Below is a transcript of the first ‘post-premiere article’ on The Angel of Marye’s Heights. (READ PDF) We thank Civil War News and Scott Boyd for their attention. We are also looking forward to the first formal review of the movie to come later this week courtesy of Richard Williams. For more details on upcoming screenings, the DVD status, and the latest news, visit www.theangelmovie.com.
Richard Kirkland Documentary Premieres In Fredericksburg
by Scott C. Boyd (Civil War News, Vol. XXXVI, No. 8, September 2010)
FREDERICKSBURG, Va. – The movie “The Angel of Marye’s Heights” premiered on July 24 in the city where its hero, Richard Kirkland, earned that nickname during the Battle of Fredericksburg on Dec. 13, 1862.
The 30-minute documentary, full of dramatic scenes from the Kirkland’s life, played to a standing-room-only crowd of 200+ at the theater in the Central Rappahannock Regional Library’s downtown branch.
“When was the last time Fredericksburg had a world premiere of a film?” master-of-ceremonies Terry Thomann asked the crowd before the film began. “This is fantastic!”
Thomann is director of the National Civil War Life Museum and Foundation in Fredericksburg and a sponsor of the film.
Following the standing ovation at the end, the movie’s two principals, director Clint Ross and co-producer Michael Aubrecht, spoke about the project behind the film.
Ross traced the genesis of the film idea back to a magazine article he read eight years earlier about Kirkland, a sergeant in Co. G of the 2nd South Carolina Infantry Regiment.
After the horrific slaughter by the Confederates of Union troops assaulting the stone wall along Sunken Road at the foot of Marye’s Heights ended, Kirkland took pity on the enemy wounded he heard crying out in pain as they lay cut down in front of the wall. He risked his life to carry water to comfort the wounded men.
The film served as Ross’ thesis for his master’s degree in film and television from the Savannah College of Art and Design. For the short story film students were required to create, Ross said that he harkened back to the story of Richard Kirkland.
He originally proposed the film as a narrative, but his faculty advisors suggested that he do it as a documentary, and he took their advice. It took Ross and a group of collaborators 18 months to create. In addition to his directorial duties, he portrayed Kirkland as an adult.
His first collaborator was historian and writer Michael Aubrecht. When he Googled Richard Kirkland, Aubrecht’s name came up first. Ross said he was “blown away by Michael’s skill as a wordsmith.”
In thanking everyone and dedicating the film back to them, Ross said, “It is my prayer that this film honor my Lord and Savior, Jesus Christ, and the message that it carries.”
“Kirkland wasn’t born a hero. He was a simple Southern boy from Camden, S.C., who fought in a war and fought in a horrific battle and came to a point where he made a decision that somebody else’s life was more important than his own,” Ross said.
“This film is really a tribute to the common citizen willing to take a risk for something that is greater than themselves,” Ross concluded.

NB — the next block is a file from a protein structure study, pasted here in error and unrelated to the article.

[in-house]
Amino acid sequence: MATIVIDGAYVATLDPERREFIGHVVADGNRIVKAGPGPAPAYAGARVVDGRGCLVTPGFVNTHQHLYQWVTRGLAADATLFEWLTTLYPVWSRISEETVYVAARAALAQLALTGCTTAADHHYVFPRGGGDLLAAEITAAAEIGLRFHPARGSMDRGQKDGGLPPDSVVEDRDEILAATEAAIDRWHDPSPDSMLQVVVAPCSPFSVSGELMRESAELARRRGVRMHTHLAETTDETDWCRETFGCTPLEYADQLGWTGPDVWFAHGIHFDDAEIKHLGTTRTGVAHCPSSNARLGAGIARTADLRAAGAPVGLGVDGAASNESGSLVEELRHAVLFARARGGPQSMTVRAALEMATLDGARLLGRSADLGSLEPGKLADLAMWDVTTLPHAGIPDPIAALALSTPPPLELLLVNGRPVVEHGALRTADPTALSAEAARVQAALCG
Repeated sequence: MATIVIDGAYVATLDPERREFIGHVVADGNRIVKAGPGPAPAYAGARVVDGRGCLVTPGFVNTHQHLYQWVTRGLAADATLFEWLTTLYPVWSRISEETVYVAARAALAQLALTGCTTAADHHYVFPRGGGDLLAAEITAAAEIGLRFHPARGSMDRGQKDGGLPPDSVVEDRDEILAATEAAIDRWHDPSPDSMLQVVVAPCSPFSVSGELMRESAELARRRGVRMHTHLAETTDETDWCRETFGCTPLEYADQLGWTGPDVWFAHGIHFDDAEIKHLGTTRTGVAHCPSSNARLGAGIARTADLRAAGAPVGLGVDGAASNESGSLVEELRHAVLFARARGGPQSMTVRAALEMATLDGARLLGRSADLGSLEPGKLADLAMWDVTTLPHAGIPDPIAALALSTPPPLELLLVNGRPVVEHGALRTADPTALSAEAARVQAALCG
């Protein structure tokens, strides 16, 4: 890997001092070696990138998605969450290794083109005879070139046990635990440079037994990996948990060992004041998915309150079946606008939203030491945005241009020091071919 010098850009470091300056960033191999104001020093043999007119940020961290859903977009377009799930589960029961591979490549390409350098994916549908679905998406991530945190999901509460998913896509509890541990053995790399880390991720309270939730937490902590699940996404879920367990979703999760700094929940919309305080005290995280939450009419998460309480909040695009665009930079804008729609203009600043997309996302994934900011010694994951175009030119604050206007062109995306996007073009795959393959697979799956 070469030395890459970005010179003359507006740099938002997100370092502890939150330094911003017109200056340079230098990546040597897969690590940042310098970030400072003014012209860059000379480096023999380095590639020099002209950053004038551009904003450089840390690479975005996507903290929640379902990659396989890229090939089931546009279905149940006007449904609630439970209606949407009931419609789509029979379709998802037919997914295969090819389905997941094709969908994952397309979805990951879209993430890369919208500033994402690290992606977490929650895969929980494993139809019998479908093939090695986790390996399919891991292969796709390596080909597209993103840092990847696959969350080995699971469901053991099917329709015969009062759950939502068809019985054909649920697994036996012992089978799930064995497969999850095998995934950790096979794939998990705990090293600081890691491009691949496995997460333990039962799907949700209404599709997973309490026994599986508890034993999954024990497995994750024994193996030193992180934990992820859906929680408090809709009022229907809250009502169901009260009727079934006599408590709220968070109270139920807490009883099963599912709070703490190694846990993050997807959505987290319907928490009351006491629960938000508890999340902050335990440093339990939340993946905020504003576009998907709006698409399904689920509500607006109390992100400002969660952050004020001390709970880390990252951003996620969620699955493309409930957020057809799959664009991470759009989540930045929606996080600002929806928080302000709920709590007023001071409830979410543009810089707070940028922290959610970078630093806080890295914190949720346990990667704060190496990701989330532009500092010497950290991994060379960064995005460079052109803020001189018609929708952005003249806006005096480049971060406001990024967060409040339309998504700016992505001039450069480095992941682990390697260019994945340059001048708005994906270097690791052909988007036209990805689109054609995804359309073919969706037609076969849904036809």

Aubrecht told a tale about how the movie’s “bible” or “playbook” containing all the most minute details about the film was accidentally left behind at a shooting location after the film crew headed to the next site.
A man who remained anonymous found the binder, called the cell phone number he found inside and before long it was back with the production crew.
“That guy’s pretty much responsible for this entire film being completed,” Aubrecht said. “We’re going to have to add ‘The Binder Guy’ in quotes at the bottom of the credits because his contribution was second to none.”
The audience included many of the people associated with the film who had on-screen roles, like Fredericksburg National Park Service historian Don Pfanz, storyteller Megan Hicks, historian John Cummings and Richard Warren II, who portrayed Kirk-land as a young boy.
Richard’s parents attended with their son. “It’s very exciting and makes us very proud and thankful that he wanted to be a part of that,” his father, Rick Warren, said.
Kathleen Warren said young Richard’s involvement began with a homeschool project where he made a video of himself portraying Kirkland.
“Since I got the information on Kirkland from Mike Aubrecht, I sent him a copy of the video and he loved it,” Kathleen said. Aubrecht suggested she post the video on YouTube, which led to Ross seeing it and wanting to include young Richard in the film.
“It was a big thrill,” according to Richard who said he would like to do more acting.
“I was really amazed,” Cummings said. “The Lord has blessed us. We had a full room. It’s a fantastic product — a great story to tell as well.”
Although he has been in documentaries before, this film was “the first one I’ve been in as a ‘talking head’ to that length,” Cummings said.
“Our motto for our museum is, ‘We drank from the same canteen,’” Thomann said. “What better way of illustrating that motto than the story of Richard Kirkland.”
The movie is shown daily at the National Civil War Life Museum at 829 Caroline St. in downtown Fredericksburg. Hours are 10-5 Monday-Saturday and 12-5 Sunday. The admission of $5 for adults and $2.50 for children includes the movie. For information, (540) 834-1859, www.civilwarlife.org, www.theangelmovie.com.